Revisioning the Role of EGW

Speaker: Categories: Jan 10, 1998


[58min, 58sec / 39min, 52sec]


God said it; I believe it; that's good enough for me!Some have probably heard the above statement uttered by persons wanting to terminate a discussion. Such an expression would probably refer to some portion of Scripture under discussion. But there are also those SDAs who would apply the same logic with equal conviction to the writings of Ellen G. White. And herein a problem has challenged church leaders and Bible scholars, the far right and the far left, clergy and laity alike for more than a century.

Whenever an inquiry or investigation into the life and work of the church's charismatic leader is suggested,red flagsgo up. If such inquiry or investigation is pursued, the researcher is almost automatically identified as suspect, someone whose faith is questionable, and whose commitment to the remnant church is obviously faltering.

But to ignore such investigations and their findings may be playing ostrich -- presuming that keeping ones head in the sand and remaininguninformed will cause the problem to go away.

The January San Diego Adventist Forum speaker has noted,"If a large amount of new information about its heritage comes to a religious movement within a short space of time, three reactions are likely to occur: reversion, rejection, and transformation."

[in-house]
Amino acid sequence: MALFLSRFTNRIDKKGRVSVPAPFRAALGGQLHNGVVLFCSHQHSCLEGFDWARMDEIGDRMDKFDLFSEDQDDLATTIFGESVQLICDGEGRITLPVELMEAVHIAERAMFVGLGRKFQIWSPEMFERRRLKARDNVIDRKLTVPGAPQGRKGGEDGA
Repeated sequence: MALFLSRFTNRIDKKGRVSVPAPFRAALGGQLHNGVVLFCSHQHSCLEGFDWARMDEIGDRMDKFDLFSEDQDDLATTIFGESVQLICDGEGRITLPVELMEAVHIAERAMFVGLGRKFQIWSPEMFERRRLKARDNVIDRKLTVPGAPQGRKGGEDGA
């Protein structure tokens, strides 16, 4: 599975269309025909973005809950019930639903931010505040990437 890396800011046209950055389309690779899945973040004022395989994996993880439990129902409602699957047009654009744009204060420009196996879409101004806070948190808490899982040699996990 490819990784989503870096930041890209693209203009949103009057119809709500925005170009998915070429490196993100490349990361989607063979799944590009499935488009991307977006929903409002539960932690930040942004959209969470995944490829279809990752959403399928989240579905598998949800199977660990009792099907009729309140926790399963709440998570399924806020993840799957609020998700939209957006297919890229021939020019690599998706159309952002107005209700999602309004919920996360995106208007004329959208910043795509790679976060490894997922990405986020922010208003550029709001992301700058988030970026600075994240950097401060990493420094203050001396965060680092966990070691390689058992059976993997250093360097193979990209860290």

He further affirms,"An unprecedented quantity of fresh data about thelifeandwritingsof Ellen White and thehistoryandthoughtof the Seventh -day Adventist Church emerged between 1970 and 1982. Present historical analyses suggest that reversionist, rejectionist, and transformationist stances developed during that period and persist in the present."

He then urges,"For the unity of Adventism and the coherent fulfillment of its mission, administrators, teachers, pastors, and laity need to maximize the potential of the transformationist stance."

What are these various stances, referred to by Dr. Patrick above? How are they identifiable? What are the outcomes of each? What are the origins of each? What stances appear to have been the most popular during the past three decades? What about today?


Arthur Patrick will complete his two-year visiting professorship at La Sierra University in June, 1998, and then return to Australia. His graduate studies include degrees earned at the University of New England, the University of Newcastle, and the SDA Theological Seminary. Dr. Patrick is the editor ofAdventist Heritage. His studies and his work experiences have given him special insights into Adventist history, especially the period to be discussed at the January Forum meeting. We appreciate the willingness of Dr. Patrick to share the paper he presented on November 21, 1997, in San Francisco at a meeting of the Adventist Society for Religious Studies and the Adventist Theological Society.

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